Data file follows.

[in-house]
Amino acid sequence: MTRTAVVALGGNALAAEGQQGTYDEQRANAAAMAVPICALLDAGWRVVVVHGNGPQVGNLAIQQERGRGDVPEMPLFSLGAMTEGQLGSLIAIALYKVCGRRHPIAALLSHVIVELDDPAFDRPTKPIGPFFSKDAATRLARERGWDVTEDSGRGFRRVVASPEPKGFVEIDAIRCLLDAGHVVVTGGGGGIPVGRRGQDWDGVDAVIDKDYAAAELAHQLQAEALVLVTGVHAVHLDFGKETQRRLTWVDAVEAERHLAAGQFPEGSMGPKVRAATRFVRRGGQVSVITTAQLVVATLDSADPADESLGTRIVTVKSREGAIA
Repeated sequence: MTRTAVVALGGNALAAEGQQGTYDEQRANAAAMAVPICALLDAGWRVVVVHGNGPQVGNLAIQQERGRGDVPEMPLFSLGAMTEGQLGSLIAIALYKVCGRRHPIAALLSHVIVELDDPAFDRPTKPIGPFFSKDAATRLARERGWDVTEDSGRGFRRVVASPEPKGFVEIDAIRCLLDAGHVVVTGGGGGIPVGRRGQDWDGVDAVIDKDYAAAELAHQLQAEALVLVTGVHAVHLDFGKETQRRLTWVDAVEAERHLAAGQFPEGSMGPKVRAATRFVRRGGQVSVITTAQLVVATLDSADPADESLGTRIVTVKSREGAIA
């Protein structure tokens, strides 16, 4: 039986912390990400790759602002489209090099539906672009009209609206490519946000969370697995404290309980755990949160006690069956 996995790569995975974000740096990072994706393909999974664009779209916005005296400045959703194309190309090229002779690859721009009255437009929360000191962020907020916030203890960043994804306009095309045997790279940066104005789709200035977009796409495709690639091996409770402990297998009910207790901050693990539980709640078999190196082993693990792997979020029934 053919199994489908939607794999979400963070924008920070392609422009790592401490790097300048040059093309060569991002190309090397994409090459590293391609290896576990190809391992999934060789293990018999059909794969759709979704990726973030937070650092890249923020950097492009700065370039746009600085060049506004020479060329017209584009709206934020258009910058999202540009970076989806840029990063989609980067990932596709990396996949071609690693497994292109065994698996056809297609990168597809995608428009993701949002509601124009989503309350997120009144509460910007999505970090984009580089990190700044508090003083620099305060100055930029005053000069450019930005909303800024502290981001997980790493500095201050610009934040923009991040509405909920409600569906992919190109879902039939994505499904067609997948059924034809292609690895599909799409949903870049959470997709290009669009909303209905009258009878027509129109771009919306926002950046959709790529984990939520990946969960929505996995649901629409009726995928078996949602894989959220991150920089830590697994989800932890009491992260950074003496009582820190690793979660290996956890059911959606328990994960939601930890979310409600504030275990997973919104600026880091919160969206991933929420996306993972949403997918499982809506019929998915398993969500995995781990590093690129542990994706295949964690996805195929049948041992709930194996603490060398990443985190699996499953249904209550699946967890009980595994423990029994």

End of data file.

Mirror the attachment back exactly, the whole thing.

[in-house]
Amino acid sequence: MTRTAVVALGGNALAAEGQQGTYDEQRANAAAMAVPICALLDAGWRVVVVHGNGPQVGNLAIQQERGRGDVPEMPLFSLGAMTEGQLGSLIAIALYKVCGRRHPIAALLSHVIVELDDPAFDRPTKPIGPFFSKDAATRLARERGWDVTEDSGRGFRRVVASPEPKGFVEIDAIRCLLDAGHVVVTGGGGGIPVGRRGQDWDGVDAVIDKDYAAAELAHQLQAEALVLVTGVHAVHLDFGKETQRRLTWVDAVEAERHLAAGQFPEGSMGPKVRAATRFVRRGGQVSVITTAQLVVATLDSADPADESLGTRIVTVKSREGAIA
Repeated sequence: MTRTAVVALGGNALAAEGQQGTYDEQRANAAAMAVPICALLDAGWRVVVVHGNGPQVGNLAIQQERGRGDVPEMPLFSLGAMTEGQLGSLIAIALYKVCGRRHPIAALLSHVIVELDDPAFDRPTKPIGPFFSKDAATRLARERGWDVTEDSGRGFRRVVASPEPKGFVEIDAIRCLLDAGHVVVTGGGGGIPVGRRGQDWDGVDAVIDKDYAAAELAHQLQAEALVLVTGVHAVHLDFGKETQRRLTWVDAVEAERHLAAGQFPEGSMGPKVRAATRFVRRGGQVSVITTAQLVVATLDSADPADESLGTRIVTVKSREGAIA
């Protein structure tokens, strides 16, 4: 039986912390990400790759602002489209090099539906672009009209609206490519946000969370697995404290309980755990949160006690069956 996995790569995975974000740096990072994706393909999974664009779209916005005296400045959703194309190309090229002779690859721009009255437009929360000191962020907020916030203890960043994804306009095309045997790279940066104005789709200035977009796409495709690639091996409770402990297998009910207790901050693990539980709640078999190196082993693990792997979020029934 053919199994489908939607794999979400963070924008920070392609422009790592401490790097300048040059093309060569991002190309090397994409090459590293391609290896576990190809391992999934060789293990018999059909794969759709979704990726973030937070650092890249923020950097492009700065370039746009600085060049506004020479060329017209584009709206934020258009910058999202540009970076989806840029990063989609980067990932596709990396996949071609690693497994292109065994698996056809297609990168597809995608428009993701949002509601124009989503309350997120009144509460910007999505970090984009580089990190700044508090003083620099305060100055930029005053000069450019930005909303800024502290981001997980790493500095201050610009934040923009991040509405909920409600569906992919190109879902039939994505499904067609997948059924034809292609690895599909799409949903870049959470997709290009669009909303209905009258009878027509129109771009919306926002950046959709790529984990939520990946969960929505996995649901629409009726995928078996949602894989959220991150920089830590697994989800932890009491992260950074003496009582820190690793979660290996956890059911959606328990994960939601930890979310409600504030275990997973919104600026880091919160969206991933929420996306993972949403997918499982809506019929998915398993969500995995781990590093690129542990994706295949964690996805195929049948041992709930194996603490060398990443985190699996499953249904209550699946967890009980595994423990029994």